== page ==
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Home Remedies to Get Dried Gum Off Clothes

Updated May 03, 2018

Chewing gum provides oral stimulation and can help fight hunger pains. Children, however, are not always careful while chewing gum. Before you know it, you have a wad of gum stuck to the front of your daughter's shirt. You need to remove the gum without doing any damage to the shirt. Fortunately, there is a home remedy you can utilise to get gum off of any piece of clothing.

Removing Gum With Ice

Rub an ice cube across the gum on the clothing for as long as it takes the gum to harden. You may want to wrap a paper towel around the outside of the ice cube so you can hold on to it. Scrape the gum away with a kitchen knife once hardened. You may even be able to crack and pull it off with your hands. Pretreat the area with a stain stick before washing as you normally would.

Removing Gum With Lighter Fluid

Pour 1 tbsp of lighter fluid over the gum on the clothing. Wait five to 10 seconds for the gum to start melting and then gently pull it off. Pour 1 tsp of lighter fluid over the stain left behind by the gum. Lighter fluid removes the gum and the stain. Wash the clothing within 30 to 60 minutes to minimise the smell left on the garment from the lighter fluid.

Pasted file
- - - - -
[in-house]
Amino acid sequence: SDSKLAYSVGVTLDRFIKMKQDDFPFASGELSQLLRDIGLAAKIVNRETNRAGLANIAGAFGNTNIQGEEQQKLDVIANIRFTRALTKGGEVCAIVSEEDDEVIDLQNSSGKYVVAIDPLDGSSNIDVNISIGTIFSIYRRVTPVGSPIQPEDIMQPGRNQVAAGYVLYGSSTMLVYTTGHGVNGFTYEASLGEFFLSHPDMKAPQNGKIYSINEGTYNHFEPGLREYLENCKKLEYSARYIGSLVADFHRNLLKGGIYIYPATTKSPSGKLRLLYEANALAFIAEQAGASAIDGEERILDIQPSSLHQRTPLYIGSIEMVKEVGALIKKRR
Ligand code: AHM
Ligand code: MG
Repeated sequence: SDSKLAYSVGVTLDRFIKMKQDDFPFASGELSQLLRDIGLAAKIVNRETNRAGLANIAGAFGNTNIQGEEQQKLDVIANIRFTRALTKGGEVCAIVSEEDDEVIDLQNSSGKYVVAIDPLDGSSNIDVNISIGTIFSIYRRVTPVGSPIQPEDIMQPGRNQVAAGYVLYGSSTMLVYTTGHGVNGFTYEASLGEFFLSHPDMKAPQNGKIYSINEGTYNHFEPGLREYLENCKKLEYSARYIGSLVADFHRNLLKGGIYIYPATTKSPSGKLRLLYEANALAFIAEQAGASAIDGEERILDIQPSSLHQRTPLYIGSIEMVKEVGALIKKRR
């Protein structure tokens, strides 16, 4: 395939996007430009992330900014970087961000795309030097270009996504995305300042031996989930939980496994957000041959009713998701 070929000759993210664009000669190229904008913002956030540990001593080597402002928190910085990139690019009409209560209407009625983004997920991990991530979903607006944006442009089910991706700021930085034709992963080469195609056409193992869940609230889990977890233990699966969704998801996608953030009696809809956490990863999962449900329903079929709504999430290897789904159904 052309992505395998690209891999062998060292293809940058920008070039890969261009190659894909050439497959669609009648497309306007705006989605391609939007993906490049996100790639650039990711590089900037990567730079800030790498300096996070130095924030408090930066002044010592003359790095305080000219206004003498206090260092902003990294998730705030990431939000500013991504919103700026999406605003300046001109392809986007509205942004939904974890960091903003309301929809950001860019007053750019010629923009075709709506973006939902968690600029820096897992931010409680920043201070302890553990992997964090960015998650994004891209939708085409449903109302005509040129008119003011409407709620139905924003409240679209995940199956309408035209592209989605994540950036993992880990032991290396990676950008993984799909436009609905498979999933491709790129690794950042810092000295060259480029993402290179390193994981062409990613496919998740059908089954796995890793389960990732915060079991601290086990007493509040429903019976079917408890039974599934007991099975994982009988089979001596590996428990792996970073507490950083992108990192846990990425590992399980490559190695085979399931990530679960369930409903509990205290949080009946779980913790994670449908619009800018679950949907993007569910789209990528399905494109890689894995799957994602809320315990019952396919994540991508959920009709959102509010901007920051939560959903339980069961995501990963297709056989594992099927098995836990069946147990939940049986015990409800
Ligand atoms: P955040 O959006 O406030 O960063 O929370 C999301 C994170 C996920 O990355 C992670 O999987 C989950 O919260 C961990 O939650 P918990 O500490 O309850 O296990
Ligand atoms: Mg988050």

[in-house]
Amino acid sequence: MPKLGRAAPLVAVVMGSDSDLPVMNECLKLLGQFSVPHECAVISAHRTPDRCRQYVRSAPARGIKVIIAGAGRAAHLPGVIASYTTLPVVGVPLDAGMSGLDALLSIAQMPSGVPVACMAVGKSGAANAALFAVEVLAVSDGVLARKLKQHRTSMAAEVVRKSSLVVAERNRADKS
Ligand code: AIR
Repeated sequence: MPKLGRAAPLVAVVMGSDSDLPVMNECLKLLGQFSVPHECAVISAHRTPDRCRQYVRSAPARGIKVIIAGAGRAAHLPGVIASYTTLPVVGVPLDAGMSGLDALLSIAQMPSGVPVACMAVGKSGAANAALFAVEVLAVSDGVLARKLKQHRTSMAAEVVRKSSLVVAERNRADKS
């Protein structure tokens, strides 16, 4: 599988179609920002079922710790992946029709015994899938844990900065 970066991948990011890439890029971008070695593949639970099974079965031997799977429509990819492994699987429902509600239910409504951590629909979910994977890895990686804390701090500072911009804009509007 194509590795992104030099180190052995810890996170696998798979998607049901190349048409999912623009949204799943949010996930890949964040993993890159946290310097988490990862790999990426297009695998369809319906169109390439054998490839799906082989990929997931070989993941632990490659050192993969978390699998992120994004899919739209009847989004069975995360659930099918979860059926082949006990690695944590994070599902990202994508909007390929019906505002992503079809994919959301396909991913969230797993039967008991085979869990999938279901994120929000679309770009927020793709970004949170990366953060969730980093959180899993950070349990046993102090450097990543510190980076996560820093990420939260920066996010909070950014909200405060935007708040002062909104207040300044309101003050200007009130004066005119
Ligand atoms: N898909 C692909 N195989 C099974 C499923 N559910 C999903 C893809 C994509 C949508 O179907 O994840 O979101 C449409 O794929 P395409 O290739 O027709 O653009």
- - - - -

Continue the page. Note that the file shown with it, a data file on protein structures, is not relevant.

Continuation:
Removing Gum With Boiling Water

Bring 1 gallon of water to a boil in a large pot. Remove it from the heat and set the part of the clothing with the stuck-on gum in the boiling water. You can use a pair of tongs to hold on to the clothing. Wait 10 seconds and then begin scrubbing the gum away with a toothbrush. Be careful not to touch the hot water with your skin or you could get burnt. Wash your clothing immediately after.

Removing Gum With an Iron

Lay a piece of cardboard on your ironing board. Place the clothing gum-side down on the cardboard. Heat your iron to medium. Once it is hot, rub the iron across the piece of clothing with the gum underneath. Do this for one to two minutes. Put the iron down and gently lift the clothing up to reveal the gum stuck to the cardboard instead of the clothing. Treat your gum-stained clothing with a stain stick and wash as you normally would.

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About the Author

Alicia Bodine has been a professional writer for 13 years. She has produced thousands of articles for online publications such as Demand Studios, GoBankingRates and WiseGeek. Bodine is passionate about gardening, travel, education and finance. She has received awards for being a top content producer.